The Office is a good comparison for another reason: I love it but also consider it disposable entertainment. That’s what I usually look for in a series that I re-watch. If I’m rewatching NewsRadio or The Office, it’s while I’m doing something else. I can do dishes, laundry, cook, write, browse the internet, etc. while an episode plays, and if I happen to have not paid attention to a single second or an entire episode, no big deal. Whereas if I’m rewatching something like Battlestar Galactica (which I’m in the middle of on Amazon Prime right now), even though I’ve seen it before, I feel compelled to pay attention to every moment. That’s a testament to the quality of the show, but it’s not exactly relaxing. NewsRadio is my all time favorite relaxation show.
It truly is the cast that does it. Dave Foley, Phil Hartman, Maura Tierney, Vicki Lewis, Khandi Alexander, Andy Dick, Stephen Root, and Joe Rogan became so comfortable in their characters that it was just nice to sit back and watch them play off each other. Like most workplace comedies, it’s nice to sit back and feel like you’re watching them all hang out.
When the show first aired, it was my first experience with edgy television. Sure, by today’s standards NewsRadio is incredibly tame, especially since it has a laugh track. But for the time, it had a bit of edge I had never seen before. Also, the creators were pretty rebellious about the typical gimmicks expected of such a show. The will-they/won’t-they plot between Foley and Tierney was immediately addressed rather than drug out for seasons. Sure, they used their relationship for plot lines throughout the series, but at least it wasn’t a Ross-Rachel/Jim-Pam thing. And when the network wanted a tie-in story to go with Four Weddings and a Funeral, they wrote an episode about a rat funeral. The crazier episodes were great, as well. There were a few hallucinatory episodes like when everyone has a crazy memory of why Catherine left or when they were all losing it because of a heat wave. But they also had in episode that took place in outer space, and there was an episode that took place on the Titanic.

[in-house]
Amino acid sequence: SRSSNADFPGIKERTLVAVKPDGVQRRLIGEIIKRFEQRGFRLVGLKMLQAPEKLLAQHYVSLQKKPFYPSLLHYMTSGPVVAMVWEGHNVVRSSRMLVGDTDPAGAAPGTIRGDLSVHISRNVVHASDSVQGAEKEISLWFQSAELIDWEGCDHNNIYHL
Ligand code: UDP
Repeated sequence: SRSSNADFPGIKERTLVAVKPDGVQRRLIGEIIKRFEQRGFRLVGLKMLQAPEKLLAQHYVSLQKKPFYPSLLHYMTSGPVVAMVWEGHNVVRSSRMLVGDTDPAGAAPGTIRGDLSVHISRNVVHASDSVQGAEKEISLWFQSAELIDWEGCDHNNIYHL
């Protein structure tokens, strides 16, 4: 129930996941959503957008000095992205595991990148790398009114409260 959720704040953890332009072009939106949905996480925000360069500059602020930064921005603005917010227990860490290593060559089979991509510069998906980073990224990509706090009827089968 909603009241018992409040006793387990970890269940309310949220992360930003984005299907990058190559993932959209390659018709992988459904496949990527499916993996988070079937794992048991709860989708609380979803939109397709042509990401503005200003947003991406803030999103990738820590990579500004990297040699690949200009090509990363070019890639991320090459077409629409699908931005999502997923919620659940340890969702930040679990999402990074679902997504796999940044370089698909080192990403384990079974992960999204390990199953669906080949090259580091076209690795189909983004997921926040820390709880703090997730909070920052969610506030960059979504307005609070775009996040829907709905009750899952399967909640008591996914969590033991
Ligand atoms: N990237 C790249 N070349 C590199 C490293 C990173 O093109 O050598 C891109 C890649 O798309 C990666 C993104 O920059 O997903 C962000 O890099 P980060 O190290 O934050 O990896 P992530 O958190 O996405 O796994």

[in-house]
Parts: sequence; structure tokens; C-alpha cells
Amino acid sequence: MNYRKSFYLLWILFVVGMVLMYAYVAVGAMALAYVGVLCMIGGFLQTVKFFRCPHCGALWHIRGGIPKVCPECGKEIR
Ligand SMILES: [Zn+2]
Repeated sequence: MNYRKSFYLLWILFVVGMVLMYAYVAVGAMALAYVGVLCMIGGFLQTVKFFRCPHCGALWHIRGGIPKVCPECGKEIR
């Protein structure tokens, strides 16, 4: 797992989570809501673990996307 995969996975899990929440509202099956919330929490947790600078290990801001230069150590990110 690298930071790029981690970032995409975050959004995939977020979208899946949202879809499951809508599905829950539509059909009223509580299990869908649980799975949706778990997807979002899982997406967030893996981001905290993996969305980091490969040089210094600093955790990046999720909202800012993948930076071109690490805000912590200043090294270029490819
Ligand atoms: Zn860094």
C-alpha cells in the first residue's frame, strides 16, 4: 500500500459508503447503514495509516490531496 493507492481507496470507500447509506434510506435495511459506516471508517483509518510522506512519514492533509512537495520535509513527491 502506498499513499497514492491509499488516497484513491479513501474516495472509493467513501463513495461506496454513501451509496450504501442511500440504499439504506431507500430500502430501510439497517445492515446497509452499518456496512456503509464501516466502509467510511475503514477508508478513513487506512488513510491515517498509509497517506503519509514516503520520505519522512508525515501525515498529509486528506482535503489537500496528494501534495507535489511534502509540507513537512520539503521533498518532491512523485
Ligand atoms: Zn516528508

But it all comes back to the cast, and for me, the force behind the show was Phil Hartman. He was already, and still is, my favorite cast member from SNL, but NewsRadio solidified how hilarious he truly was. His typical persona on the show was an overconfident prima donna, but it was when he flew into a rage that cracked me up the most. His outburst at Andy Dick during the smoking episode it easily my favorite moment from the series.